Cedars.

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swamppoke

ole 3 putt.
A/V Subscriber
Feb 11, 2004
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The Sand Shaker
#22
Just curious, but why would you want to do that?
Years ago, people were paid to plant wind fences of cedars. Now there are programs to pay you to get rid of them. They are an invasive species, and can cover hundreds, if not thousands of acres in a relatively short time, choking out other trees and native grasses. Their only true enemies are man and fire. drive towards enid from tulsa on 412 and you can see vast tracts of (what used to be) prairie covered by cedars.
 

jakeman

Unhinged Idiot
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Apr 4, 2005
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Limbo
#23
Years ago, people were paid to plant wind fences of cedars. Now there are programs to pay you to get rid of them. They are an invasive species, and can cover hundreds, if not thousands of acres in a relatively short time, choking out other trees and native grasses. Their only true enemies are man and fire. drive towards enid from tulsa on 412 and you can see vast tracts of (what used to be) prairie covered by cedars.
That is it in a nutshell.


'Cause we don't let the prairie burn any more.

Prairie fire is a wonderful thing, for the prairie. Not so much for the structures people build on the prairie. So people have prevailed, and the prairie has suffered.
 

Rack

Legendary Cowboy
Oct 13, 2004
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Earth
#32
Don't they have any value as closets or cedar blocks to give the good smell and keep away moths? Seems like someone would buy them for the wood. There is currently a huge market in cities for pinon pine wood due to it's nice smell when burned. Why not red Cedar? Easter Red Cedar is actually a native species to Oklahoma, and indeed the suppression of fire on the prairie has led to it becoming invasive into prairie land. It's always been interesting to me because they do provide wildlife cover and wintertime evergreen landscape in areas where they are native which have somewhat rocky soil and aren't typically used for farming or ranching. Think areas around Keystone lake, the Osage Hills, Roman Nose State Park, Wichita Mountains. All of these areas wouldn't be the same without the Eastern Red Cedar. The problems arise when they invade crop and cattle land. I would think that we could find an economic solution that creates a demand for them to be removed from unwanted areas rather than just old fashion slash and burn?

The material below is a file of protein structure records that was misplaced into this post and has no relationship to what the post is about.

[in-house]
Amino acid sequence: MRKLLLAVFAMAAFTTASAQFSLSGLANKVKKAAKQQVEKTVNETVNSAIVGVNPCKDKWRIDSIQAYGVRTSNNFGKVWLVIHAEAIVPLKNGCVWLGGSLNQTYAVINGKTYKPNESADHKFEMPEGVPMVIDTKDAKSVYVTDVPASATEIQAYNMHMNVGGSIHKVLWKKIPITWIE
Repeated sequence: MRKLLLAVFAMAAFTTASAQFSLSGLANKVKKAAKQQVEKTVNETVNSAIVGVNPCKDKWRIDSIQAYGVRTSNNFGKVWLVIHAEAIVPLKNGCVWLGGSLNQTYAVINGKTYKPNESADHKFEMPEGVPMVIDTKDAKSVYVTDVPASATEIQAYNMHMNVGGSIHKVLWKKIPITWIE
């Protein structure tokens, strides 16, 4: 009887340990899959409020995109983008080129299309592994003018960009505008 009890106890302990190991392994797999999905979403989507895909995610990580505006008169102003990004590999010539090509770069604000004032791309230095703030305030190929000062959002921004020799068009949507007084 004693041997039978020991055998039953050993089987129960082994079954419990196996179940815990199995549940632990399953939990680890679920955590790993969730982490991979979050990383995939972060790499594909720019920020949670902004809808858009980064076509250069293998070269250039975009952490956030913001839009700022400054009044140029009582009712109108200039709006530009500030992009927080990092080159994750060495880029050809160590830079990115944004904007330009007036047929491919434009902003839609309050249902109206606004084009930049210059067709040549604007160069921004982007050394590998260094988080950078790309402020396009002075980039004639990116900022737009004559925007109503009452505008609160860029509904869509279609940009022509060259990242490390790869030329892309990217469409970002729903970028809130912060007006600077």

wrenhal

Territorial Marshal
Aug 11, 2011
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#34
Only thing I've found cedar good for, are walking sticks for hiking. Sturdy, but lightweight. Strip them, sand them, and treat them with orange oil and wax.

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Nov 16, 2013
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tractor
#35
Don't they have any value as closets or cedar blocks to give the good smell and keep away moths? Seems like someone would buy them for the wood. There is currently a huge market in cities for pinon pine wood due to it's nice smell when burned. Why not red Cedar? Easter Red Cedar is actually a native species to Oklahoma, and indeed the suppression of fire on the prairie has led to it becoming invasive into prairie land. It's always been interesting to me because they do provide wildlife cover and wintertime evergreen landscape in areas where they are native which have somewhat rocky soil and aren't typically used for farming or ranching. Think areas around Keystone lake, the Osage Hills, Roman Nose State Park, Wichita Mountains. All of these areas wouldn't be the same without the Eastern Red Cedar. The problems arise when they invade crop and cattle land. I would think that we could find an economic solution that creates a demand for them to be removed from unwanted areas rather than just old fashion slash and burn?
There is not much use for an Eastern red cedar except for fuel. One guy tried making pellets out of them, but the fire was to hot.